For a more detailed look at the SQA comments, please refer to the official SQA response or login to the SQA website to access the document.


If one were to review the NPRM in detail what seems to stand out is the apparent attempt to assimilate the GLPs with the Quality System Regulations (QSR), which is the current Good Manufacturing Practice requirements for medical devices intended for human use, instead of the modernization being pushed by quality and industry professionals in the GLP world. In fact, a few of the new terms and items in the NPRM came from the QSRs.  Adopting these to the GLPs is somewhat like trying to shoehorn a large elephant’s foot inside a person’s size 7 shoe. In a lot of cases the rules applicable to manufacturing are not applicable for early development and are often unnecessary. Take for instance the proposed requirement for a “Management Representative” (MR). Under the QSRs the MR is defined as:


“…a member of management who, irrespective of other responsibilities, shall have established authority over and responsibility for:


(i) Ensuring that quality system requirements are effectively established and effectively maintained in accordance with this part; and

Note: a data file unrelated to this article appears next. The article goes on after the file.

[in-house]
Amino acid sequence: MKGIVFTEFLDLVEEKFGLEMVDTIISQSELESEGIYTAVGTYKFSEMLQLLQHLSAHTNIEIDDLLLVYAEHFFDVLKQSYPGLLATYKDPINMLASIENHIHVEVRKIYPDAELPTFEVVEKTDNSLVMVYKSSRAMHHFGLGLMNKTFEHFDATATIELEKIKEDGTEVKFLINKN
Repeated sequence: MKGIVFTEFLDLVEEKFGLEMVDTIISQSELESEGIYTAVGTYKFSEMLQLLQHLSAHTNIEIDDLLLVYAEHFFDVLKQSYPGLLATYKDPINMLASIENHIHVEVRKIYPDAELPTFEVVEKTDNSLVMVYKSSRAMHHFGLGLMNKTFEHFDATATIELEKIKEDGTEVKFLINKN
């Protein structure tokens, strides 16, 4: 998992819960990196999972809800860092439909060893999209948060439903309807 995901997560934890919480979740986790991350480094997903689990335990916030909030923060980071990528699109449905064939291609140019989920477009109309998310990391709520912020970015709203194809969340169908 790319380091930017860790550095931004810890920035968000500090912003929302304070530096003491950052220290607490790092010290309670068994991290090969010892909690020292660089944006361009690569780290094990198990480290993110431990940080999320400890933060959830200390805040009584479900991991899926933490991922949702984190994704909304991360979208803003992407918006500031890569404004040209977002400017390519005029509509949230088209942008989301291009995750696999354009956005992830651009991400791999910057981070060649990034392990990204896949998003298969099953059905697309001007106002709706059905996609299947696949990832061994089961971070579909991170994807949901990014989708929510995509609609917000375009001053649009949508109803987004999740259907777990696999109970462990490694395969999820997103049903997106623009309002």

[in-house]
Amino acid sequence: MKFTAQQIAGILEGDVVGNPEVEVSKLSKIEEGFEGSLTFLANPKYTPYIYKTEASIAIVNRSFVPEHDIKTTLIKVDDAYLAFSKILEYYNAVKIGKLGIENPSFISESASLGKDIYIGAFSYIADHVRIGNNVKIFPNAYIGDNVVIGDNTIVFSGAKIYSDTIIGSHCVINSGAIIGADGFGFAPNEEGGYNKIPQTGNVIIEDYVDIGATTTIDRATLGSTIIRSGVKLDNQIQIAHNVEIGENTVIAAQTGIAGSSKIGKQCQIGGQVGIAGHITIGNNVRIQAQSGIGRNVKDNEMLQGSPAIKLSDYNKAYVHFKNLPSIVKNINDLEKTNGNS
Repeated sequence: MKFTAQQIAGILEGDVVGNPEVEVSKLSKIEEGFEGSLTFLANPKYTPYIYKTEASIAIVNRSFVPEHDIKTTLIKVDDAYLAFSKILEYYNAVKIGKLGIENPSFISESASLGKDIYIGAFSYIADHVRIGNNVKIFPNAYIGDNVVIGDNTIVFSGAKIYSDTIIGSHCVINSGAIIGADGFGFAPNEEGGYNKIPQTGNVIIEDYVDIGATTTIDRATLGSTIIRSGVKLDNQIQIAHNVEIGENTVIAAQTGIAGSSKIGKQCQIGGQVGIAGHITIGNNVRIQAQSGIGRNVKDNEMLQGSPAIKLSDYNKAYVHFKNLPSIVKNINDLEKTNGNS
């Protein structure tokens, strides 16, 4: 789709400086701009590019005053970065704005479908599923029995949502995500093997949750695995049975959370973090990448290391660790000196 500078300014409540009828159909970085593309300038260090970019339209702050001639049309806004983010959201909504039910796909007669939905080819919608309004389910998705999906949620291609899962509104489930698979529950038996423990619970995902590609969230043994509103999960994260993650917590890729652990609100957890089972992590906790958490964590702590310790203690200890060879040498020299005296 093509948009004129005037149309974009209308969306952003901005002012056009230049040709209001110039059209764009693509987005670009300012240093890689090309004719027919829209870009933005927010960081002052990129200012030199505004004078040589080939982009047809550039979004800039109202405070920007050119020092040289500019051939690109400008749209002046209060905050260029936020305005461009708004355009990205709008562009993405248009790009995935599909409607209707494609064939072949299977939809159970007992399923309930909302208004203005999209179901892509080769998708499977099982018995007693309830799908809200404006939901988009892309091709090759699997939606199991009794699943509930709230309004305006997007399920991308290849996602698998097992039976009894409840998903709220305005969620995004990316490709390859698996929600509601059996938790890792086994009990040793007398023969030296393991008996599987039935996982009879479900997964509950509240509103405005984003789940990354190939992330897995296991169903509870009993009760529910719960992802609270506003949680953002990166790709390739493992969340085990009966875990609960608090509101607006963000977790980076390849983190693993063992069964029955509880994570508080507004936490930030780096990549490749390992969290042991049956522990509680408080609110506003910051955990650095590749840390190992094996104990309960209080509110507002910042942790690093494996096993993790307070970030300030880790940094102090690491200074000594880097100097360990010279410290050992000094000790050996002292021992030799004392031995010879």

(ii) Reporting on the performance of the quality system to management with executive responsibility for review.”


The definition of MR in the NPRM was worded very similar to the QSRs. The problem with this is that this requirement is akin to the addition of an extra layer of fat – it just isn’t necessary under the GLP setting. In GLP, one of the responsibilities of the Quality Assurance Unit (QAU) is to “assure management that the facilities, equipment, personnel, methods, practices, records, and controls are in conformance with the regulations”. What is the value of the addition of a MR if the MR’s mandate is already under the ambit of the QAU’s role already? If the FDA is merely concerned about proper hierarchy in the organization – that someone senior should report to the top management as oppose to a mere quality assurance staff member then facilities often have Quality Assurance Managers or Directors who can relay the report to top management. In fact this is what happens in a lot of cases, particularly in larger companies. In addition, this requirement for another layer of management level (i.e. the MR) seems to ignore the fact that there are small organizations that would incur increased cost and undue burden with this proposed requirement.


Next, the proposed addition of a GLP Quality System definition in the NPRM seems to imply that the existing GLP regulations do not have a quality system in itself (or a mechanism for its management). In addition, the proposed definition seems to overemphasize harmonization with definitions in the QSR but lacks important components of the GLPs such as planning, performing, monitoring, recording, archiving, and reporting. The OECD Principles of GLP, on the other hand, offers the following definition: